Everyone has a story. If we’re willing to share it, we can aid others in their own life’s sagas. If my journey through disease, diagnosis, and recovery can help just one person, it will be worth it. If this Celiac story sounds familiar to you or of one you love, please encourage them to get a proper diagnosis.
Celiac Symptoms in Teenage Years
My Celiac story and journey of noticeable symptoms started when I was in high school. Every day after lunch, I would struggle to stay awake. It happened every day like clock work, in French class. Madame Ross was gracious enough to let it pass many times and let me sleep. It wasn’t until years later, after diagnosis, that I realized that this was a side effect of my anemia. (This was due to the malnutrition caused by my damaged villi.). Mme. Ross, where ever you are, Merci Beaucoup.
During high school, I also had a number of chronic yeast infections. Every time they would test me for diabetes, as my grandmother was diabetic. Each time, it would come back negative. I just chalked it up to being “normal” for me.
Chronic Fatigue In College
My Celiac story involved a larger set of symptoms as I got older. In college, I worked my butt off to get good grades. I often was taking a class load of 20 credits, AND working 20 hours a week. In general I felt okay. Headaches often plagued me and felt I always needed a nap. Halfway through my college career I started to have really bad abdominal problems.
My bowel movements seemed to be abnormally large. It was rather embarrassing, and my roommates didn’t seem to understand what my problem was. (How could they when I didn’t understand myself?!) I just assumed that I wasn’t eating enough fiber. Therefore, I started eating shredded wheat and oatmeal as much as I could, thinking that would alleviate the symptoms. In retrospect, that was definitely not the solution.
Anxiety and Anemia: Precursor to a Diagnosis
Finally, towards the end of my college career, the anxiety disorder started to kick in. It was during this diagnosis that my physician’s assistant noticed that I looked rather pale. She had the lab draw some blood and tested my iron and hemoglobin levels. We both stood shocked at the results. My doctor said that my ferritin was so low that I shouldn’t even be able to stand up or walk. My (undiagnosed) Celiac story starts to change from here.
From there she sent me to a hemotologist, where I would get daily (painful) iron injections. They did this because it was obvious my body was not absorbing iron from my diet. I went through a series of other tests during this last semester on campus.
Everyday I was nauseous. I would throw up bile in between classes. This phase of my Celiac story became almost more than I could handle. Again, I was blessed with great, understanding professors at Central Michigan University. It wasn’t until the end of my stay there that the hemotologist directed me to see a gastroenterologist. Since I would be going home to do my student teaching, I would wait another two months before a diagnosis.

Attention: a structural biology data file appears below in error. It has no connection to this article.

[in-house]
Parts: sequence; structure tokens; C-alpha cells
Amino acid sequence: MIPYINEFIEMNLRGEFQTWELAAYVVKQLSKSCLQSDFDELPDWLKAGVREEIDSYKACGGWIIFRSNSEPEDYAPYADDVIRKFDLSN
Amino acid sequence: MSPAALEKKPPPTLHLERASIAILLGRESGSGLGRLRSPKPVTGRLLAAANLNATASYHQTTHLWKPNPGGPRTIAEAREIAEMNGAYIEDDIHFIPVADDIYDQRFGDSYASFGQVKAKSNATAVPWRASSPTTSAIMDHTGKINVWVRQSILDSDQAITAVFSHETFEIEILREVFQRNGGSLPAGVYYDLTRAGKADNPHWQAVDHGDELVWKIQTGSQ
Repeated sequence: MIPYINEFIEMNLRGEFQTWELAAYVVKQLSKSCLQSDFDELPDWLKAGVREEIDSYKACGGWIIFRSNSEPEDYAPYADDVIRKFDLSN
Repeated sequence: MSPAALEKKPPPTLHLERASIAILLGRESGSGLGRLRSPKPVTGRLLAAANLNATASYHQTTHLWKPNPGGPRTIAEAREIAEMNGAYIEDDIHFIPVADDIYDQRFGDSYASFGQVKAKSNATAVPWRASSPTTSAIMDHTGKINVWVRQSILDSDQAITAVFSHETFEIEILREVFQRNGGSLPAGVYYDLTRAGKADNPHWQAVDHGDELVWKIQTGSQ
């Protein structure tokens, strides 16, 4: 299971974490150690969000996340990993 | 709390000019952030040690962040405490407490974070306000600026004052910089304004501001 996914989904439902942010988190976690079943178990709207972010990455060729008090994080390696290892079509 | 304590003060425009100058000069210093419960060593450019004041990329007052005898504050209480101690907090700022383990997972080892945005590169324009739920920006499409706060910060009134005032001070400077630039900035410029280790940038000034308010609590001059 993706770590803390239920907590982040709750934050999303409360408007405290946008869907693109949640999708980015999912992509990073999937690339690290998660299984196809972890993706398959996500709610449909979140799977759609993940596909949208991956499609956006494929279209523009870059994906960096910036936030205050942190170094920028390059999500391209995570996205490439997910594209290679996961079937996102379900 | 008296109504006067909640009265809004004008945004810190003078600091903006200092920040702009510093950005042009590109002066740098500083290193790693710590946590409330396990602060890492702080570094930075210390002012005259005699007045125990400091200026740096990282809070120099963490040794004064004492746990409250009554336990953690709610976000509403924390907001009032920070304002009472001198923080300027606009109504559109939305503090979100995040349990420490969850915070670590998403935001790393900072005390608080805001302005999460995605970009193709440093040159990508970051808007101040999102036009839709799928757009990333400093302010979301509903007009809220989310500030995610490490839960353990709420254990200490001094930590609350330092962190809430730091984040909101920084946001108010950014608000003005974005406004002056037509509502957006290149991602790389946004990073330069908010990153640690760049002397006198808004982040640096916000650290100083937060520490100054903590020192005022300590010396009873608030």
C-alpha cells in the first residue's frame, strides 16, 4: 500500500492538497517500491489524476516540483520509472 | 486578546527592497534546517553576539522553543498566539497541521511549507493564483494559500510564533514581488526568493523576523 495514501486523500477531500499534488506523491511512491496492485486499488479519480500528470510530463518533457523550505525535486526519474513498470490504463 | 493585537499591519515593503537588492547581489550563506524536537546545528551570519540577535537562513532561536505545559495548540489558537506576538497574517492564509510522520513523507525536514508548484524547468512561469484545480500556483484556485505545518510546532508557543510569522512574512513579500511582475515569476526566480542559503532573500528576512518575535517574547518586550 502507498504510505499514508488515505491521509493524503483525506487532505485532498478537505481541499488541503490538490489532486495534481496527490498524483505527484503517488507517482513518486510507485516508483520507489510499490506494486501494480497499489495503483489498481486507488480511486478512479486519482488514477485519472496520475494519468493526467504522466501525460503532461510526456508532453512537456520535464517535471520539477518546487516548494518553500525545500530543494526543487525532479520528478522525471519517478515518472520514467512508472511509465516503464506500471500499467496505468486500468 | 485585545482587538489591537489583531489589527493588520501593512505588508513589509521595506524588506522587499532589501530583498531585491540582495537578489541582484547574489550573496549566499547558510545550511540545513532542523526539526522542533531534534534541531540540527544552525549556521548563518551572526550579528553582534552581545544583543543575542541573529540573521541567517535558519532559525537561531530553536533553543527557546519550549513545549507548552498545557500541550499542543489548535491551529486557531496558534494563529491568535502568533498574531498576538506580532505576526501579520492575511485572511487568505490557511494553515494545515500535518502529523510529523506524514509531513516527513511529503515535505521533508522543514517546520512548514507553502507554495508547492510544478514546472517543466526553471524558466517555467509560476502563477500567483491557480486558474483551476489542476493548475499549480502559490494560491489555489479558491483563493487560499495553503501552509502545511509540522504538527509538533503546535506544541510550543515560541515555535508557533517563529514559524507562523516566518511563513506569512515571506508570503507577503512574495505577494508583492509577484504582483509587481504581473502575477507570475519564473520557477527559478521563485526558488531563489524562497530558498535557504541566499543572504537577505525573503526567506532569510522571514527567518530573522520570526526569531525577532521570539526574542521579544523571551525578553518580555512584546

Finally, A Celiac Disease Diagnosis
What happened then was rather surprising. My mother had been a employee at Ingham Medical for over 20 years, and knew all the best doctors. She went with me to my appointment. At this time she told the gastroenterologist that my dad and my grandmother both had Celiac Disease. Therefore, she figured that this was my ailment.
What? My dad had been “sick” all this time and I never knew about it. How was this possible? For starters, neither my dad nor my grandmother every talked about it or followed the dietary restrictions that it required. I later learned the army discharged my dad because they could not accommodate his dietary needs. When I learned more about Celiac Disease, I grew concerned for my dad’s health. I pushed him all the more to stick to the diet.
Because of my my own lack of knowledge of my family history, I make sure to let everyone I know about Celiac Disease, and about its genetic component. If you have Celiac Disease, someone else in your family HAS to have the genes for it. Therefore they should ALL be tested.
Passion for Celiac Disease Awareness
Sometimes I wonder how my life would be different had I received my Celiac Disease diagnosis as a child. At the very least I would have been spared from some of the disease’s symptoms. For example, the joint pain that my mom just assumed was growing pains may have been alleviated. I would have been spared the many cavities due to the lack of enamel on my teeth. Obviously I would have preferred avoiding the bathroom embarrassment I incurred during my college years. I often think it’s no coincidence that my birthday is September 13th, which is National Celiac Awareness Day.
So if I seem to go on and on about Celiac Disease at times, or I seem to think that everyone should be tested, don’t get frustrated with me. It would be my honor if I could help you understand the causes of some of your ailments. I’d be overjoyed if I could lead you on the path to recovery. I know not everyone has Celiac Disease. However, maybe if you know more about it, maybe YOU can help someone else out.
What’s your Celiac story? Was your diagnosis quick or did it take years? Please feel free to share your symptoms so we can help educate others!